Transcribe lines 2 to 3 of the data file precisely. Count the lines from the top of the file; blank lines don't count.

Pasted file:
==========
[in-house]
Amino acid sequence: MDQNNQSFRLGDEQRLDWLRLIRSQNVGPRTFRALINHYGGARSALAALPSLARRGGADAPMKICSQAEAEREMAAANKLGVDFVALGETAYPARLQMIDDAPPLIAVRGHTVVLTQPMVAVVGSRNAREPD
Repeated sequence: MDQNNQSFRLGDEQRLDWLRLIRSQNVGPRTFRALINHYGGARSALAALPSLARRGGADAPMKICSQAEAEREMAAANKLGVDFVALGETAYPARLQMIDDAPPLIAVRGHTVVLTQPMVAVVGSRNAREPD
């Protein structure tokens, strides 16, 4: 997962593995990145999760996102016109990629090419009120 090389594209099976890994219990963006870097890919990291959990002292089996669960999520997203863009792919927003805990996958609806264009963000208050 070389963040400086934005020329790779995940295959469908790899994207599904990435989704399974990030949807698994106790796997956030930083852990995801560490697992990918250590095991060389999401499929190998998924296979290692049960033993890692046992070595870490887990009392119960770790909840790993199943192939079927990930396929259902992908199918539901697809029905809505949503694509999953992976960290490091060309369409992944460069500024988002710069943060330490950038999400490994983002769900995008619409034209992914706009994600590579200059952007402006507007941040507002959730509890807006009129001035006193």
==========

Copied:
Amino acid sequence: MDQNNQSFRLGDEQRLDWLRLIRSQNVGPRTFRALINHYGGARSALAALPSLARRGGADAPMKICSQAEAEREMAAANKLGVDFVALGETAYPARLQMIDDAPPLIAVRGHTVVLTQPMVAVVGSRNAREPD
Repeated sequence: MDQNNQSFRLGDEQRLDWLRLIRSQNVGPRTFRALINHYGGARSALAALPSLARRGGADAPMKICSQAEAEREMAAANKLGVDFVALGETAYPARLQMIDDAPPLIAVRGHTVVLTQPMVAVVGSRNAREPD